And so what of this assertion that white Americans committed genocide. Does anyone deny it? Article II from the Convention for the Punishment and Prevention of Genocide says:

“Genocide means any of the following acts committed with intent to destroy, in whole or in part, a national, ethnical, racial or religious group, as such:
(a)     Killing members of the group;
(b) Causing serious bodily or mental harm to members of the group;
(c) Deliberately inflicting on the group conditions of life calculated to bring about its physical destruction in whole or in part;
(d) Imposing measures intended to prevent births within the group;
(e) Forcibly transferring children of the group to another group.

At some point over the last five hundred years, the conquerors of the Americas have done all of these things to one or more Indian nations. By international law, it certainly classifies as a genocide. I never saw the word in a school history book, though, so out of curiosity I googled 'American Indian Genocide.' (I am not a scholar so that is my research method—sorry) and one of the first articles to pop up was this one by GuentherLewy. He methodically makes the case that the deaths of millions upon millions of Native Americans was not a genocide. So we do genocide denial too! But what is Mr. Lewy’s connection to Turkey? Well, he also is one of the American deniers of the Armenian Genocide and a scholar that Turkey loves to drag out as proof it did nothing wrong (but if we did, so did you!). Mr. Lewy’s purpose seems to be to defend the Jewish Holocaust’s status as the most important genocide in history, if not the only one. Somehow The Holocaust’s exclusive right to the term ‘genocide’ is important to a large number of people.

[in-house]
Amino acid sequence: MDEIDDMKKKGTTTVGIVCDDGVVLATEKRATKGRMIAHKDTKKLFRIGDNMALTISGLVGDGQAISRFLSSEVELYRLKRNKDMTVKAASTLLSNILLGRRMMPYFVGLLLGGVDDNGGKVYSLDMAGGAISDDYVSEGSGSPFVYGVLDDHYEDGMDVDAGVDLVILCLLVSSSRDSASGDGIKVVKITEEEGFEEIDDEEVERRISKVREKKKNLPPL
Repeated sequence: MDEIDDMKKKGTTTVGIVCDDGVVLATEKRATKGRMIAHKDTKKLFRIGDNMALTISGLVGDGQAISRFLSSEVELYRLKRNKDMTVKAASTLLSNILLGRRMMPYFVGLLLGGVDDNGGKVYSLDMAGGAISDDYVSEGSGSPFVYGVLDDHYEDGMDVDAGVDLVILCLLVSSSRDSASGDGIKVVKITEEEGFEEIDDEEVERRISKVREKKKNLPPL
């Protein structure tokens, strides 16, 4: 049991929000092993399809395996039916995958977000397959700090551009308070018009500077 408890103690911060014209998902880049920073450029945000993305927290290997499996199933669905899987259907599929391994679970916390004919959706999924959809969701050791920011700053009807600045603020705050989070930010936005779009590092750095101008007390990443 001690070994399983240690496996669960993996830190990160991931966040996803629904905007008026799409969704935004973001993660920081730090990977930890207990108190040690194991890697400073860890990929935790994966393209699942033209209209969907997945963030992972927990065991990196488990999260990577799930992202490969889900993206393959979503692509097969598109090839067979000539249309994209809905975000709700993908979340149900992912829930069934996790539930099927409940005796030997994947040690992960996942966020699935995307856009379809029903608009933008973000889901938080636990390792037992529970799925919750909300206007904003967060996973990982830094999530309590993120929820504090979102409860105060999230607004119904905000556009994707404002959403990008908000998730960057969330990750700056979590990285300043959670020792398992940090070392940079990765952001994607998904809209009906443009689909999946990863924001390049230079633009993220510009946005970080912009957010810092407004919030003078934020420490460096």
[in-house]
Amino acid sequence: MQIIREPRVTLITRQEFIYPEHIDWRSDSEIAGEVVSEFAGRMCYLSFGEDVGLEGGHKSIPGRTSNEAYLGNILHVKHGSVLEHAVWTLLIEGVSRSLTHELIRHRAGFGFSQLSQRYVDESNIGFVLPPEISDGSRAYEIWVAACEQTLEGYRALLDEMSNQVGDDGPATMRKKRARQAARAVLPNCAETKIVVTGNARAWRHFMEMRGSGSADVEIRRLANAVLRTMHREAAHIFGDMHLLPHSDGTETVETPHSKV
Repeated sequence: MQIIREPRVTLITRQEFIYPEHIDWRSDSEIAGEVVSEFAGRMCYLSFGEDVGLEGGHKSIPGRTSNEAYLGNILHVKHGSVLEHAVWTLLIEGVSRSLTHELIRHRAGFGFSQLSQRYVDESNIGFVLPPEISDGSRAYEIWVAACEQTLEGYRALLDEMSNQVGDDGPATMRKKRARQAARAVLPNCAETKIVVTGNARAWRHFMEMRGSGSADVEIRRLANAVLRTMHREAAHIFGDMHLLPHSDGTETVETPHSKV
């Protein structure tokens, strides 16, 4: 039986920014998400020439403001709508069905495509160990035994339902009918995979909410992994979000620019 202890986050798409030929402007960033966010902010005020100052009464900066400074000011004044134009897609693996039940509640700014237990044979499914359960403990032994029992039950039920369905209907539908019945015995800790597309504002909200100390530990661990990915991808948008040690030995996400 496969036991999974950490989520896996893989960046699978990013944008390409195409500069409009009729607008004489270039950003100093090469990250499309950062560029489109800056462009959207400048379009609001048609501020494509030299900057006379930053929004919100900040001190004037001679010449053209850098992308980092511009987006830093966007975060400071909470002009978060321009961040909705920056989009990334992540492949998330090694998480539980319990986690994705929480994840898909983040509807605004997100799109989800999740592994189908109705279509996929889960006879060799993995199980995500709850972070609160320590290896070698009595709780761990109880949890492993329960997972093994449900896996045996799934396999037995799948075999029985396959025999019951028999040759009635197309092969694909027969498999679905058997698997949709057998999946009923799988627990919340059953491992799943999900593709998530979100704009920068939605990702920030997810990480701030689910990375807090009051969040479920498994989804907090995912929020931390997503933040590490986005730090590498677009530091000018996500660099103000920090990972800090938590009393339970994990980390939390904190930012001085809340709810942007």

Another Google search on Turkey’s aid to the American Indians turns up articles in fanatically anti-Muslim websites such as Jihadwatch, the Counter Jihad Report or this one. They make some of the same points I do about Turkey's motivations but for horrible reasons. So some of the most vocal groups keeping up with and speaking out against this issue are racist themselves determined to prove the innate violence and danger of Islam.

And so we have the full immoral picture.